By Carol Ann Rinzler

A food that acts like a medicine is one that increases or reduces your risk of a specific medical condition or cures or alleviates the effects of a medical condition. For example:

  • Eating foods, such as wheat bran, that are high in insoluble dietary fiber (the kind of fiber that doesn’t dissolve in your gut) moves food more quickly through your intestinal tract and produces soft, bulky stool that reduces your risk of constipation.
  • Eating foods, such as beans, that are rich in soluble dietary fiber (fiber that dissolves in your intestinal tract) seems to help your body mop up the cholesterol circulating in your bloodstream, preventing it from sticking to the walls of your arteries. This reduces your risk of heart disease.
  • Eating sufficient amounts of calcium-rich foods (accompanied by vitamin D) ensures the growth of strong bones early in life.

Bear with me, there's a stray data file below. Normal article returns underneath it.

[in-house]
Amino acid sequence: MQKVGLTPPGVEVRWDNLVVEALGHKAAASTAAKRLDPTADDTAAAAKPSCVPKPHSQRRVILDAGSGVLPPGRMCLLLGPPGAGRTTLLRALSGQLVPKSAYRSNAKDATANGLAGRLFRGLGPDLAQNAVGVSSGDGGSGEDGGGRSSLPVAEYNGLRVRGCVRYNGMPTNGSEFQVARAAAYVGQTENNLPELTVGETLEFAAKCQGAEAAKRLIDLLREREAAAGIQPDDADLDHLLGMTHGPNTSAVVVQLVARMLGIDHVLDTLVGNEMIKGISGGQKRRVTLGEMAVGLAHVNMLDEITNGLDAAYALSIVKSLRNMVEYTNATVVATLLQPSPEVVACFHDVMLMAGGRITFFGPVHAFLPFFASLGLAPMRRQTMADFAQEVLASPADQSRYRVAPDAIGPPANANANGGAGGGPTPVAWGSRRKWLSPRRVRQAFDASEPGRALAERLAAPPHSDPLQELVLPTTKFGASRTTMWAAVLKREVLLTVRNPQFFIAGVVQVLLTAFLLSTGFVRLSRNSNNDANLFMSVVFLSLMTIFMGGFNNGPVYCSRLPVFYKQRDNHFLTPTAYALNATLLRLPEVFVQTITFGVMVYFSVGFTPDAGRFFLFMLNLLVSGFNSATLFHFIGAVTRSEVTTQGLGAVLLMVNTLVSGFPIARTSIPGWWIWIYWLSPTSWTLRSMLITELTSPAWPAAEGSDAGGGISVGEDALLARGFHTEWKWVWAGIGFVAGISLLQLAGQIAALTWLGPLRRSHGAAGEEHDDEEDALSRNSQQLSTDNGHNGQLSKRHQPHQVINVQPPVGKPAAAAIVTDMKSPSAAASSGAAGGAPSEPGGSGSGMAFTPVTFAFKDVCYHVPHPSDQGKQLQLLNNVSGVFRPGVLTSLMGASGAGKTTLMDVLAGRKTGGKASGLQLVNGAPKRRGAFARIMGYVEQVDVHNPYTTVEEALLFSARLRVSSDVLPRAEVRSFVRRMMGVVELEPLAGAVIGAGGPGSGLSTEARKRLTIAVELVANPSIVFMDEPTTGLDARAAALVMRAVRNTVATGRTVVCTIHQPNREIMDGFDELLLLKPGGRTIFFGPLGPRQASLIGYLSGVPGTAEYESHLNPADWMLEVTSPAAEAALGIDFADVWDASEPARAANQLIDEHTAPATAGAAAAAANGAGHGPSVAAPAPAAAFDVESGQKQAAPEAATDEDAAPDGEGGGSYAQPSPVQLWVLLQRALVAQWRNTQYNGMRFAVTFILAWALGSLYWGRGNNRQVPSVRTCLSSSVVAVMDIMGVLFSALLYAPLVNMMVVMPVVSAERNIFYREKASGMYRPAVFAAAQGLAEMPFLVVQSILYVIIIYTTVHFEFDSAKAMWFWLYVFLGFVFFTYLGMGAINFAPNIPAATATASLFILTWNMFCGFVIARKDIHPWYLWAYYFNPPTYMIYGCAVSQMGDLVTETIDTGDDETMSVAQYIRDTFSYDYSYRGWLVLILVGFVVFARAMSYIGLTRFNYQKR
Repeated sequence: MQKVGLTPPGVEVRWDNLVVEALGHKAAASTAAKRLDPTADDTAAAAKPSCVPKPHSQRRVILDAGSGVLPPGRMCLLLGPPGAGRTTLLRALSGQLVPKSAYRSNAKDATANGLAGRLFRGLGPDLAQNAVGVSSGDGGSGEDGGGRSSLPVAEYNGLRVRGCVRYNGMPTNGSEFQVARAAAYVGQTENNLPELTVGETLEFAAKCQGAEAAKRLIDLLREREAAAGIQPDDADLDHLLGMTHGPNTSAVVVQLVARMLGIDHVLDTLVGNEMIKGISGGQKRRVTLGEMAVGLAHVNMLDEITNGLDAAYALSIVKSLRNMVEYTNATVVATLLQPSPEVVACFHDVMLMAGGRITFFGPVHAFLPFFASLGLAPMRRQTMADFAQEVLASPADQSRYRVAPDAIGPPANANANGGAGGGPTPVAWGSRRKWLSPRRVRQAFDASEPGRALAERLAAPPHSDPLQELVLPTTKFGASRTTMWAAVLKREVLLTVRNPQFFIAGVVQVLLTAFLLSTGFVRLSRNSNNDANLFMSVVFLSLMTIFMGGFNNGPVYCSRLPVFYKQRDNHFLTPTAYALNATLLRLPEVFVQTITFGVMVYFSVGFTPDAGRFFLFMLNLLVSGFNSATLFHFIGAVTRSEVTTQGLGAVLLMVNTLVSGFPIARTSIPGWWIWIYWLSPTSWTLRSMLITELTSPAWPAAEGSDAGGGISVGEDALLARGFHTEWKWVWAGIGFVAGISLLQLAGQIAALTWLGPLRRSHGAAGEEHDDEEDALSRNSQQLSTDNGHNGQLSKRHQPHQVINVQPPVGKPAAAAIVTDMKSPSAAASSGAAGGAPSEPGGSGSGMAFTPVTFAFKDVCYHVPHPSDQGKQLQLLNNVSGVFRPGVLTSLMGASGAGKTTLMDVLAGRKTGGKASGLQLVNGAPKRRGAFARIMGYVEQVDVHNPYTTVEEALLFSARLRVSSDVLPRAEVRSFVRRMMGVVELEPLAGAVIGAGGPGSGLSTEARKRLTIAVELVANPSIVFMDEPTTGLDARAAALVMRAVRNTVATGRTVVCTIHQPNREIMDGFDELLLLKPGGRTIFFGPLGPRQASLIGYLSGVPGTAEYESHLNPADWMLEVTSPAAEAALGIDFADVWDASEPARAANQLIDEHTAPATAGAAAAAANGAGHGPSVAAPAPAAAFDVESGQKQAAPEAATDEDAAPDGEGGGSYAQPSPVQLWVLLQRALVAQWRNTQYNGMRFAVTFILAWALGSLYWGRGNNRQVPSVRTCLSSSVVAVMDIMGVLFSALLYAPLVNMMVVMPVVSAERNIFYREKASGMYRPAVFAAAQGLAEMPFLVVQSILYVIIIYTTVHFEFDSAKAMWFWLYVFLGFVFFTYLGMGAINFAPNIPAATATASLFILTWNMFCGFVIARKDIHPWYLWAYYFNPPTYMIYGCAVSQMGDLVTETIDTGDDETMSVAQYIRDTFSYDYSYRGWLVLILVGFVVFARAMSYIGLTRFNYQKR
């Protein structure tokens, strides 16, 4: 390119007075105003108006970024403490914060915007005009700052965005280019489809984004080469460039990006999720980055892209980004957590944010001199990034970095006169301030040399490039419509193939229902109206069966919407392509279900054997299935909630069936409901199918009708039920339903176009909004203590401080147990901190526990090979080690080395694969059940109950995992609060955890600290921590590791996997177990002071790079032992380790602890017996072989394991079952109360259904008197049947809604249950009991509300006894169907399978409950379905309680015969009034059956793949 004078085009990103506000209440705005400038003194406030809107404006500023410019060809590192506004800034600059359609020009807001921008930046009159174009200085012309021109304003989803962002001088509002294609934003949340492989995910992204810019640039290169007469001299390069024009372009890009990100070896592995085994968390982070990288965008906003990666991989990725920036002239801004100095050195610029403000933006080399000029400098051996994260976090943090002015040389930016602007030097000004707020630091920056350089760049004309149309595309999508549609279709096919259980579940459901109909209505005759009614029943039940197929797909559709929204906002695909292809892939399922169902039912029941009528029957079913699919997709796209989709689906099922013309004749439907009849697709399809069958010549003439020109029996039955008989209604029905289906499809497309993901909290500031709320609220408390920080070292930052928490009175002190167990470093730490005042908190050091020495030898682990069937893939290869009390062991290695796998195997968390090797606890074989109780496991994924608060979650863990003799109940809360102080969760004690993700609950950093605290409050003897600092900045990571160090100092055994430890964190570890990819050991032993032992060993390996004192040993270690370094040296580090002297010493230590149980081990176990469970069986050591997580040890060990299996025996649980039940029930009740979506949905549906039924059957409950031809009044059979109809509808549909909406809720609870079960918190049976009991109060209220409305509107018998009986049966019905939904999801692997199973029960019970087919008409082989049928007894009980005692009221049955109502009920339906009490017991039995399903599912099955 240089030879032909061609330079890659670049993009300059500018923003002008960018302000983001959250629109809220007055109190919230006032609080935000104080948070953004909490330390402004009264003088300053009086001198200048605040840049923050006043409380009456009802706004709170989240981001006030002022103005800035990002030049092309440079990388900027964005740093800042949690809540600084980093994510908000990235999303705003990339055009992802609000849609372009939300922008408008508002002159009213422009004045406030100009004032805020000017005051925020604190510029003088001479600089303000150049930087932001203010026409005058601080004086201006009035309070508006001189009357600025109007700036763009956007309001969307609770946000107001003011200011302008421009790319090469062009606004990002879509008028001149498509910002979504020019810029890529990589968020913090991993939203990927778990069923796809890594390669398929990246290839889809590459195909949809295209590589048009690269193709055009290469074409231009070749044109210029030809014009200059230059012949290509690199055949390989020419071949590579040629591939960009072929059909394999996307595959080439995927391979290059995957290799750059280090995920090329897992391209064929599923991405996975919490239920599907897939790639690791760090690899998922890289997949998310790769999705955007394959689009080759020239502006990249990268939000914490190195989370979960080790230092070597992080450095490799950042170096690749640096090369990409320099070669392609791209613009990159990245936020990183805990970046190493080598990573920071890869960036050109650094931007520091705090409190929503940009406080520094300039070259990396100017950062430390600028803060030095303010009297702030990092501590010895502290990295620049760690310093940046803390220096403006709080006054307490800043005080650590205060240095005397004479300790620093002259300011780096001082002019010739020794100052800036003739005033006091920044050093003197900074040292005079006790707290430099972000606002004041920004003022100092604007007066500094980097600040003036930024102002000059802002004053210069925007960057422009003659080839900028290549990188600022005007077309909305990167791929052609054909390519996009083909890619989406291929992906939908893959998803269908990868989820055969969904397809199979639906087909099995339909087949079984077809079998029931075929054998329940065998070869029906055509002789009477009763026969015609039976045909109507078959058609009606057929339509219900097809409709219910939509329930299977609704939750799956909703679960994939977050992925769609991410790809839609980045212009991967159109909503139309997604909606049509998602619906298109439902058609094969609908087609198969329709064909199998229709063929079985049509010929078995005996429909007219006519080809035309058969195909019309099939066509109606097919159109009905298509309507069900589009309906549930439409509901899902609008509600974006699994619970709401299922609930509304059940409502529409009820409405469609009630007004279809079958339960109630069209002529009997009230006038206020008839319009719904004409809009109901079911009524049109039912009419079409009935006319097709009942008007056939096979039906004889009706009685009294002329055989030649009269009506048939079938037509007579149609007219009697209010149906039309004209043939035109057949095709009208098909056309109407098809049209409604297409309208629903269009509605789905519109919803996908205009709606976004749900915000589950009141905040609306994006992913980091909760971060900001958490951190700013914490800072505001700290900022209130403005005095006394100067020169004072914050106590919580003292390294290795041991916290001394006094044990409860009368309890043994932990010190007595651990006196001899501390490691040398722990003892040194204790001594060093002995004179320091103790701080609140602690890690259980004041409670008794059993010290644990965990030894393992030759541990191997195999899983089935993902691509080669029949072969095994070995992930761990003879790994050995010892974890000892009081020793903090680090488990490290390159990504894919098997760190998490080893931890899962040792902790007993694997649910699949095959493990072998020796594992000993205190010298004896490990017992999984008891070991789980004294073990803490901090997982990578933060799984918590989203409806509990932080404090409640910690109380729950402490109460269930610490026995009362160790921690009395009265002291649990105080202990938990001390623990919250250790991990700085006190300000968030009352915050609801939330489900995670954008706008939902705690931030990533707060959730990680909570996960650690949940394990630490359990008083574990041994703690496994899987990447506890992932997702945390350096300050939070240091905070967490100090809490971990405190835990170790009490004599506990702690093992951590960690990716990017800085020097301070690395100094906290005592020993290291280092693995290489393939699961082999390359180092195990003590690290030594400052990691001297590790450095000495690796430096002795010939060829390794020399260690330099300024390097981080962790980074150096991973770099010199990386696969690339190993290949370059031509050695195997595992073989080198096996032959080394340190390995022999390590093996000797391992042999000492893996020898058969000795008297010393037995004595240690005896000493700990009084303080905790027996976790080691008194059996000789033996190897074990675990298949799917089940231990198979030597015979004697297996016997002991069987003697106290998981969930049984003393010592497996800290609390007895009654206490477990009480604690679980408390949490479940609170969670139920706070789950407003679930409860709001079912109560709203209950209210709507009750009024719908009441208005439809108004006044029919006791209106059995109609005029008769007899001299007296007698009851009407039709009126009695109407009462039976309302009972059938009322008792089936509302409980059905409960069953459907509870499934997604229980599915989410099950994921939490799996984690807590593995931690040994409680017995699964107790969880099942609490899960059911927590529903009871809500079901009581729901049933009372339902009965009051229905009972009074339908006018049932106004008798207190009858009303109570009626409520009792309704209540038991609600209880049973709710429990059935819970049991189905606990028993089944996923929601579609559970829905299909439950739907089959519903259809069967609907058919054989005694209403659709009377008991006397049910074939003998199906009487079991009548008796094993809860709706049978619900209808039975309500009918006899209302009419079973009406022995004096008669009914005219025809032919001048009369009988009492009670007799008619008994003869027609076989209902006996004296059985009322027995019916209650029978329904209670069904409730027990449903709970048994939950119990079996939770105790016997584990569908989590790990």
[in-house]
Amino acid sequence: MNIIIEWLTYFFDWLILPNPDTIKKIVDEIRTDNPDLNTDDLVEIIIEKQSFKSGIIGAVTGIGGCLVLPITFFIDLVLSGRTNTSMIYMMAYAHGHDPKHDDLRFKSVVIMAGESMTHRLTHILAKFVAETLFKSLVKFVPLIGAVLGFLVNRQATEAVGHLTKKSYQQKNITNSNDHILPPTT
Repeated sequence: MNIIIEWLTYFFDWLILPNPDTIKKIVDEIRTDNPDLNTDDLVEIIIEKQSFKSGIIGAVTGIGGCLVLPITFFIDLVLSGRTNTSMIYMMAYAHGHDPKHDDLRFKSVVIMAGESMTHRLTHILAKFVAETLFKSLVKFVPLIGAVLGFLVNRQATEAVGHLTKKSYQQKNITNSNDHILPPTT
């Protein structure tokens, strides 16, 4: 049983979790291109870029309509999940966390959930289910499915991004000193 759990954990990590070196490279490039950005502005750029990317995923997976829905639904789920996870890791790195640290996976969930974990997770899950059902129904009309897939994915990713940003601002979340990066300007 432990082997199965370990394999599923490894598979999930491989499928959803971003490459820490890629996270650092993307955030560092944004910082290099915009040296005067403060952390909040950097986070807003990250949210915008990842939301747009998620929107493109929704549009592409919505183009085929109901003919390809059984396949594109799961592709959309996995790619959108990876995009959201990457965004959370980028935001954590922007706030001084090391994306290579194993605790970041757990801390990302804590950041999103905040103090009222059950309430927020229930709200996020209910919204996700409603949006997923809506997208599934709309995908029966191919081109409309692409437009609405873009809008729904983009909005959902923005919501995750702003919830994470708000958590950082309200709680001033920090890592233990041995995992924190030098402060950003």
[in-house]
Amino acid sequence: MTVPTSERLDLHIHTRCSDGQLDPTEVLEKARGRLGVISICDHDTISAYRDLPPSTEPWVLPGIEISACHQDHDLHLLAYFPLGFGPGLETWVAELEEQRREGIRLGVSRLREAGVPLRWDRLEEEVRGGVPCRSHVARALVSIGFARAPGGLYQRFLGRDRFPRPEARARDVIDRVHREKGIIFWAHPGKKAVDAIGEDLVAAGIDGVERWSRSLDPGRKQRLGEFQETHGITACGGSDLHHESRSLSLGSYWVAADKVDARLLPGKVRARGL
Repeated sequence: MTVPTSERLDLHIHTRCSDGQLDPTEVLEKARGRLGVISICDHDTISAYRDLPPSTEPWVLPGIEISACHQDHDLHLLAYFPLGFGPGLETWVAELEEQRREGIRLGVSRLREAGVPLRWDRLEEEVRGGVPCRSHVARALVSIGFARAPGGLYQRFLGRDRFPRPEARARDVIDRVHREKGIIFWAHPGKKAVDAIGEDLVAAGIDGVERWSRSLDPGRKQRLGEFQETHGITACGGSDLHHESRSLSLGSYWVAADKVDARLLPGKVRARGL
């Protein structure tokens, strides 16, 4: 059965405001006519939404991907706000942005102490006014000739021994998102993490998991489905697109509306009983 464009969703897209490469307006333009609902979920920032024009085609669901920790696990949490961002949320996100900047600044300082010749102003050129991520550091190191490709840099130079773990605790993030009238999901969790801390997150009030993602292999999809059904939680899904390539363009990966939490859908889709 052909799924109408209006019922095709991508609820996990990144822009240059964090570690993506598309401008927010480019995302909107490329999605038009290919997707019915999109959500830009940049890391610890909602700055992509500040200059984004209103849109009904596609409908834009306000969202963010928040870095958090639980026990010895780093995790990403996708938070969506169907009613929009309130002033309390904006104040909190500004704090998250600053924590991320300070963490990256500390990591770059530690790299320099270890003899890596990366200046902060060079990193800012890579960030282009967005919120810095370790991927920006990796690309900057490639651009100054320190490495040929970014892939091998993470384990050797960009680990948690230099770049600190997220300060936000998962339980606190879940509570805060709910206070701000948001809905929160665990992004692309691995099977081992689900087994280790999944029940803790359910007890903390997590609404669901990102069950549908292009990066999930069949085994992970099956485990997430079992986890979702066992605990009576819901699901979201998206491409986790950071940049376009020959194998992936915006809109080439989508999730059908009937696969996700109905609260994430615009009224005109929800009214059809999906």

• Eating very spicy foods, such as chili, makes the membrane lining your nose and throat weep a watery fluid that makes blowing your nose or coughing up mucus easier when you have a cold.
  • Eating (or drinking) foods (or beverages) with mood-altering substances such as caffeine, alcohol, and phenylethylamine (PEA) may lend a lift when you’re feeling down or help you chill when you’re tense.

The joy of food-as-medicine is that it’s cheaper and much more pleasant than managing illness with drugs. Given the choice, who wouldn’t opt to control cholesterol levels with oats or chili (all those yummy beans packed with soluble dietary fiber) than with a list of medicines whose possible side effects include kidney failure and liver damage? Right.